This was the first time you played in English conditions. What did you learn?
The condition’s really good for bowling. I’ve heard that it is always like that in this time of summer. I noticed one thing there, when it’s cloudy the pitch plays one way, once the clouds clear it plays in a completely different way. After the clouds clear, there is nothing on offer for the bowlers.
You couldn’t play in last year’s Asia Cup due to an injury. Since then you have been playing regularly. For the first time in your international career you are completely free of injuries…
Injuries are something like driving a car. You never know when you will get in an accident. A car can just jam into you out of the blue. Even if there is nothing wrong with your car and you are a good driver, accidents can happen from nowhere and there’s nothing you can do about that. You’re bowling, you’re fit, everything’s going great, but suddenly you suffer an injury. There’s nothing you can do when something like that happens, it’s not in anyone’s control.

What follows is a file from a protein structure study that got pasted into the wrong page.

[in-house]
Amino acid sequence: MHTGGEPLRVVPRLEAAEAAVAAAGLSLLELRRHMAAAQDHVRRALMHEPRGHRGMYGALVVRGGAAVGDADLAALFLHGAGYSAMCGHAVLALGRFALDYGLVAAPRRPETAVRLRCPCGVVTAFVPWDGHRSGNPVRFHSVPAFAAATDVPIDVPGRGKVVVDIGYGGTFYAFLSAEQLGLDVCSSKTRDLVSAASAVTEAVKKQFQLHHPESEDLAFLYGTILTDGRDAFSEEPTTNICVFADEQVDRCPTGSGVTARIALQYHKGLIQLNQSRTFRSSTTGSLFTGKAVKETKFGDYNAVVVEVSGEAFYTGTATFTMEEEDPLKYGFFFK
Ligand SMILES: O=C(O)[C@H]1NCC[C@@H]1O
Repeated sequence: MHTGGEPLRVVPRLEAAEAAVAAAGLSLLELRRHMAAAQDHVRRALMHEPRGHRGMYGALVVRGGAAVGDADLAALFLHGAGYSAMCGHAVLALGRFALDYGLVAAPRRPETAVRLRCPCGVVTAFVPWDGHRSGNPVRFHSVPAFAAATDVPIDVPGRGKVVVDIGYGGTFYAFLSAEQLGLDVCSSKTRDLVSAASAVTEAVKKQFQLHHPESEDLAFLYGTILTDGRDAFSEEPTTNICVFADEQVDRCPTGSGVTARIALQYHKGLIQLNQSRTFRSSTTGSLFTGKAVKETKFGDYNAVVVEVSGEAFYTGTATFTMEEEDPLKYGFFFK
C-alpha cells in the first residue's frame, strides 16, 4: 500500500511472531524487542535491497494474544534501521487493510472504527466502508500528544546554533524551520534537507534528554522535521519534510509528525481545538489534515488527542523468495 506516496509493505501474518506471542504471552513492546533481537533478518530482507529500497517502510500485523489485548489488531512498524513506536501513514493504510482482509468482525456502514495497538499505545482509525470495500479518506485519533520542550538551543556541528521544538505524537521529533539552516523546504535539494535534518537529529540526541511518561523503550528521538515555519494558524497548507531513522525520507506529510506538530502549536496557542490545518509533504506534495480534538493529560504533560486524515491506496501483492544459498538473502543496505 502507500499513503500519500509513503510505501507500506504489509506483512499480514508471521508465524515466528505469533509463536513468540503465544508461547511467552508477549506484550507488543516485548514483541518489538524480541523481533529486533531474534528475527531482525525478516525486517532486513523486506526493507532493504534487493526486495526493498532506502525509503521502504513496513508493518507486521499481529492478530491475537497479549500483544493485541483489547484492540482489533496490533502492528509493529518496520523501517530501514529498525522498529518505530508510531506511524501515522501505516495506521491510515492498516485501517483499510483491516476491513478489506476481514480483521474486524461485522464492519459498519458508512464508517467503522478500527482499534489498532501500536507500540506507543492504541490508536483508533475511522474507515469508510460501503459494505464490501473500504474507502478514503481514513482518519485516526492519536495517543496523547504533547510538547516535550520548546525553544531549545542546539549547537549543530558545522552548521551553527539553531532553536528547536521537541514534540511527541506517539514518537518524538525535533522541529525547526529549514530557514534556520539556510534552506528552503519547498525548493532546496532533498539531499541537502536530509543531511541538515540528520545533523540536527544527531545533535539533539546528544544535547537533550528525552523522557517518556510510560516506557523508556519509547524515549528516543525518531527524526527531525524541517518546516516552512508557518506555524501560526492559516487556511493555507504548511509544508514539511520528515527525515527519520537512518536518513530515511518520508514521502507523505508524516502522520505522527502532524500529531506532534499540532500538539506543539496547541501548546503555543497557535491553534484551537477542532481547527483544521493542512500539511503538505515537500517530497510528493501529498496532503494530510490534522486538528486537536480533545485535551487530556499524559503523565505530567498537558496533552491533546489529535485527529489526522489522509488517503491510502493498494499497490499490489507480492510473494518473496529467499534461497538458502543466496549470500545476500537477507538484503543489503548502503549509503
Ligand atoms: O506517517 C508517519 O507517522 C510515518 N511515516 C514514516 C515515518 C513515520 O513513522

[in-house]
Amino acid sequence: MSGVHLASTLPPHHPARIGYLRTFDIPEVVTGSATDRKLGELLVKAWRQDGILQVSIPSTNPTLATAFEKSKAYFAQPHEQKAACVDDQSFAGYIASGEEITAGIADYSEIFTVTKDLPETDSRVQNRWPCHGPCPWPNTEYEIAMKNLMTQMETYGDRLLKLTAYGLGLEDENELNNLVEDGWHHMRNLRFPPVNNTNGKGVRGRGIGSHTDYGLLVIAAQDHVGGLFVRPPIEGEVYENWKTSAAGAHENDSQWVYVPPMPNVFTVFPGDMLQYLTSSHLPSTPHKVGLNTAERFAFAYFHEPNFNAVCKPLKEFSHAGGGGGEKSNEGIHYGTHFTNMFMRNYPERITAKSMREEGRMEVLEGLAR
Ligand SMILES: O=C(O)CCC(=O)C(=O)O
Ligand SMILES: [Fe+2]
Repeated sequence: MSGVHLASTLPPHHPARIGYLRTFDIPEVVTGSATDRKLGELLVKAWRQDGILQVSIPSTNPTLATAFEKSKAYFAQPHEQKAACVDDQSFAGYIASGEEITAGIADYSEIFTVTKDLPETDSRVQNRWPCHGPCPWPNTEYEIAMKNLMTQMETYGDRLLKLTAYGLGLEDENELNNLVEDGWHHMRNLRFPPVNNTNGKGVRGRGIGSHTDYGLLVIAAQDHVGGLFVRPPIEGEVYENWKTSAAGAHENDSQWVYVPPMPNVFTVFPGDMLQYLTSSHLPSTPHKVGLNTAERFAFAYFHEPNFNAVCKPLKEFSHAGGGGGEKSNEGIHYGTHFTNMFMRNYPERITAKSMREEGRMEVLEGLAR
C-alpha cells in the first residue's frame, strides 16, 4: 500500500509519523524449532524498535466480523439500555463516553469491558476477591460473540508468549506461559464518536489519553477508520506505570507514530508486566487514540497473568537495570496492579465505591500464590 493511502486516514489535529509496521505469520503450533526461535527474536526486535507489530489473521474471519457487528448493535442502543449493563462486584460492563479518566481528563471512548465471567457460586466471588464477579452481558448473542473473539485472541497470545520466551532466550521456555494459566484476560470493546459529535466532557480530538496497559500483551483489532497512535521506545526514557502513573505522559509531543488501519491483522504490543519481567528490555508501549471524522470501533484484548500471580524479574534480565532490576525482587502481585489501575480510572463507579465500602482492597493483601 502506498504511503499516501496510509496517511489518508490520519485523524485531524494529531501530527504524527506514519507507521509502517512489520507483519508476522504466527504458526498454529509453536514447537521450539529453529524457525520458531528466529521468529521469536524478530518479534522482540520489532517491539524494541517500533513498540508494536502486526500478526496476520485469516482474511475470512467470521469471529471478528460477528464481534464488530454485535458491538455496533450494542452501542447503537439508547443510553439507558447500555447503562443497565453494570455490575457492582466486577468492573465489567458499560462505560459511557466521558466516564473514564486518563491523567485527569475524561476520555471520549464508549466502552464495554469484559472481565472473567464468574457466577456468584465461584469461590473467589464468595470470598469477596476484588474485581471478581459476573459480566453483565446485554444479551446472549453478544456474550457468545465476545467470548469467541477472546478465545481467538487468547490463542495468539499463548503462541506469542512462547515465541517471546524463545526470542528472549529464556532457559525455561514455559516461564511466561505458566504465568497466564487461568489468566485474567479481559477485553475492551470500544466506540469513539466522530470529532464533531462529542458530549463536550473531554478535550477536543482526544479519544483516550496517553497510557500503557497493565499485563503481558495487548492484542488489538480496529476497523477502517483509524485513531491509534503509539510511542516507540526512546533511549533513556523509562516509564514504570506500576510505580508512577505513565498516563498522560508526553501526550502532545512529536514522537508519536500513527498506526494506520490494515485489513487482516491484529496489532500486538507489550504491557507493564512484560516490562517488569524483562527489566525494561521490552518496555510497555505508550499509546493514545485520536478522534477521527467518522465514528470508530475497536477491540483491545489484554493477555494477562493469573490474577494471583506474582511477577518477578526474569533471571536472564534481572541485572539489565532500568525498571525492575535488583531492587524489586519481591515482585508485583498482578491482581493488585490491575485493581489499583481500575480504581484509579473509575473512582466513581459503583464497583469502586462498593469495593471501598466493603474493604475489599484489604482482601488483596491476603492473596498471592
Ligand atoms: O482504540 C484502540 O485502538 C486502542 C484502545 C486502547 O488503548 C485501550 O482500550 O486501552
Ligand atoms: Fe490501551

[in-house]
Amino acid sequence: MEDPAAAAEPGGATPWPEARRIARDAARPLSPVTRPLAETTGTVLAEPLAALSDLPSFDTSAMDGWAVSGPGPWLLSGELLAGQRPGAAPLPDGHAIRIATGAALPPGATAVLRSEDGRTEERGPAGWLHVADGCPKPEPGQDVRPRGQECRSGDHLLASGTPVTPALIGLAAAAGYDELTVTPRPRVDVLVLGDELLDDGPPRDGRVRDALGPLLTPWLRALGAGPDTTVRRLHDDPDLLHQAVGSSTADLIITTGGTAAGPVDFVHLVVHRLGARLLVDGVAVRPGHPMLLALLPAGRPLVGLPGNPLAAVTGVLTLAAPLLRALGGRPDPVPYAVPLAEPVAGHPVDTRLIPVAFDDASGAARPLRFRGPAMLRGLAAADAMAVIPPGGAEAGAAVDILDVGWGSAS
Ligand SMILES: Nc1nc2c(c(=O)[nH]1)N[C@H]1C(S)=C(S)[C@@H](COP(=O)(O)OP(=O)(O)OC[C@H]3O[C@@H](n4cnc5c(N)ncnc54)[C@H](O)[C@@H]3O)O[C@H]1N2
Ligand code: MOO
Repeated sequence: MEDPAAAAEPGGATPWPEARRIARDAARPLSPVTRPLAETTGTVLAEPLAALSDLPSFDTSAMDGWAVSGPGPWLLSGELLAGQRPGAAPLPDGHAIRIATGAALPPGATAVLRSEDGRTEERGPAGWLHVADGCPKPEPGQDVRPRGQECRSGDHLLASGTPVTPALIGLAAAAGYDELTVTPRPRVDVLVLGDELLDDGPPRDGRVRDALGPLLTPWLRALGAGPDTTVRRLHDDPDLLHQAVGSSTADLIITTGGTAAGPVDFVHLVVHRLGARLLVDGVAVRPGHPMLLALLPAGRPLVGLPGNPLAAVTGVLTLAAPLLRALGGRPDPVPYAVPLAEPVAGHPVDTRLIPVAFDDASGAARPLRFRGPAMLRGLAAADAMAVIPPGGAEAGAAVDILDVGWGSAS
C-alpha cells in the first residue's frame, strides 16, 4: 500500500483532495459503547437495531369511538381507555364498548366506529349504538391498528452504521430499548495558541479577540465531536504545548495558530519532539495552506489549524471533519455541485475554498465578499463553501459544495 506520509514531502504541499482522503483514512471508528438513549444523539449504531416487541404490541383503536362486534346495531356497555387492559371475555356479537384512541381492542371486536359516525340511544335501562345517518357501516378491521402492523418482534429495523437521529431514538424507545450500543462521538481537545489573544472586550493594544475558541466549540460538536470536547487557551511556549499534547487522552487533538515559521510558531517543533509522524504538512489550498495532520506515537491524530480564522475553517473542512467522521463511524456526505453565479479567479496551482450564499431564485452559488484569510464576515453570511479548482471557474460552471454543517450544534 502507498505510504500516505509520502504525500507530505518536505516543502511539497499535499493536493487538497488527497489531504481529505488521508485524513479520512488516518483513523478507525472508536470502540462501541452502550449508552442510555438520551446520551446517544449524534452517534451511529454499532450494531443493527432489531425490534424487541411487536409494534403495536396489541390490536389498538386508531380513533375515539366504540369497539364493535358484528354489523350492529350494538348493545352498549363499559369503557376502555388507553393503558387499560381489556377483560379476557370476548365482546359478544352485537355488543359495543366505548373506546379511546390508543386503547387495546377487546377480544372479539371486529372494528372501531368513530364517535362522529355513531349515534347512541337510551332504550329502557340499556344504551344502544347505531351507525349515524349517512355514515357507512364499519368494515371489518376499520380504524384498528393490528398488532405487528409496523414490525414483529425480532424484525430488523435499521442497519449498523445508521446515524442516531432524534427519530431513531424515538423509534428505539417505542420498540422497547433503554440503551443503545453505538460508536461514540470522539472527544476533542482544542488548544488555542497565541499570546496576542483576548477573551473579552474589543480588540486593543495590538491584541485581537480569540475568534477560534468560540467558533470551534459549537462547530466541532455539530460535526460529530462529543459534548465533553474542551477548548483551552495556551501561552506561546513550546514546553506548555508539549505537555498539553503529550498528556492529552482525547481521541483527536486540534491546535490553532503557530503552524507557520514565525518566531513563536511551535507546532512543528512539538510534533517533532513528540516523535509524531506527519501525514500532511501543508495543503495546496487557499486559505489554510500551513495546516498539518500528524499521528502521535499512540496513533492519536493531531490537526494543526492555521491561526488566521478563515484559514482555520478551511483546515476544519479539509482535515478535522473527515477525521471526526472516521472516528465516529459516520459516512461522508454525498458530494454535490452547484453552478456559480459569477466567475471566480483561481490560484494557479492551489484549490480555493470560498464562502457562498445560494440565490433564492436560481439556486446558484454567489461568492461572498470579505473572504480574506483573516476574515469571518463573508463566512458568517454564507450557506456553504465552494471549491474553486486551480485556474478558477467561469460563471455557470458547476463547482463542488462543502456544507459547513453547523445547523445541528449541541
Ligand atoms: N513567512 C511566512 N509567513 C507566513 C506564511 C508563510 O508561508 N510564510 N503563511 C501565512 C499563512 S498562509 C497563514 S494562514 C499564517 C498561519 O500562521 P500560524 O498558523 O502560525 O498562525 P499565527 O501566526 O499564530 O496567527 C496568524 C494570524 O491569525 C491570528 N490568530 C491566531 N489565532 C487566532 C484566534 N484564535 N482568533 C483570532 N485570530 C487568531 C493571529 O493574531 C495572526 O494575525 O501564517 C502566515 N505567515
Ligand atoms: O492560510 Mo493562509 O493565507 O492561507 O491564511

You hardly celebrate after taking a wicket. Why is that?
I’ve said this before, I feel that I’ve already got the batsman’s wicket, that’s the important thing. What’s the point in celebrating and making him feel even worse (smiles).
When did you start believing that you have the ability to do well on the big stage?
In the match against India (at the T20 World Cup). I got three wickets that day. That match in the World Cup was my first match against India. I was really nervous. There’s no way to figure out what their scoring shots are, how they bat without playing against them first. It doesn’t matter how many times you see it on TV, you won’t understand these things before they score runs against you. Only after playing against them you will understand how you can restrict them.
In that match, KL Rahul hit you for a six on a good length ball over cover point. It was an incredible shot.
Yes, if I had played against him before, maybe I would’ve known that he would try to hit me for a six over the covers if I bowl an out-swinger. Then I would’ve tried to bowl more on middle and leg stump. I would check if he is flicking the ball through the leg side or not. I can figure out things like this only after playing against them, not before that.
There are many pacers knocking at the door of the national team. Do you feel the pressure of competition?